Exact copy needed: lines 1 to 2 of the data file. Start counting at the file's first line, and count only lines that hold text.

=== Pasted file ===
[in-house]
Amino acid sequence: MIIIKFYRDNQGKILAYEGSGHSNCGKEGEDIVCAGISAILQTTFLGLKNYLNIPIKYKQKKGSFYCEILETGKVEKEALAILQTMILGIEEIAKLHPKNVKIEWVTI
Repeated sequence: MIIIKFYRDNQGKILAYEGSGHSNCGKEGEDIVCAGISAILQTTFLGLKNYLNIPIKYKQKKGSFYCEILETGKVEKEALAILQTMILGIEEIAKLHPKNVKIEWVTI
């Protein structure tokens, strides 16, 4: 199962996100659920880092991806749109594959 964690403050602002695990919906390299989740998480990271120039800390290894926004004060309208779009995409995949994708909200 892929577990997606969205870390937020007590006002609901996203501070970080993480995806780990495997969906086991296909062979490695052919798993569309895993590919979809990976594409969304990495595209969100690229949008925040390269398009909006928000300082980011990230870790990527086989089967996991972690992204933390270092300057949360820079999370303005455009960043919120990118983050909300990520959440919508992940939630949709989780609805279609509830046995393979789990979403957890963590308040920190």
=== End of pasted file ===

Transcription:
[in-house]
Amino acid sequence: MIIIKFYRDNQGKILAYEGSGHSNCGKEGEDIVCAGISAILQTTFLGLKNYLNIPIKYKQKKGSFYCEILETGKVEKEALAILQTMILGIEEIAKLHPKNVKIEWVTI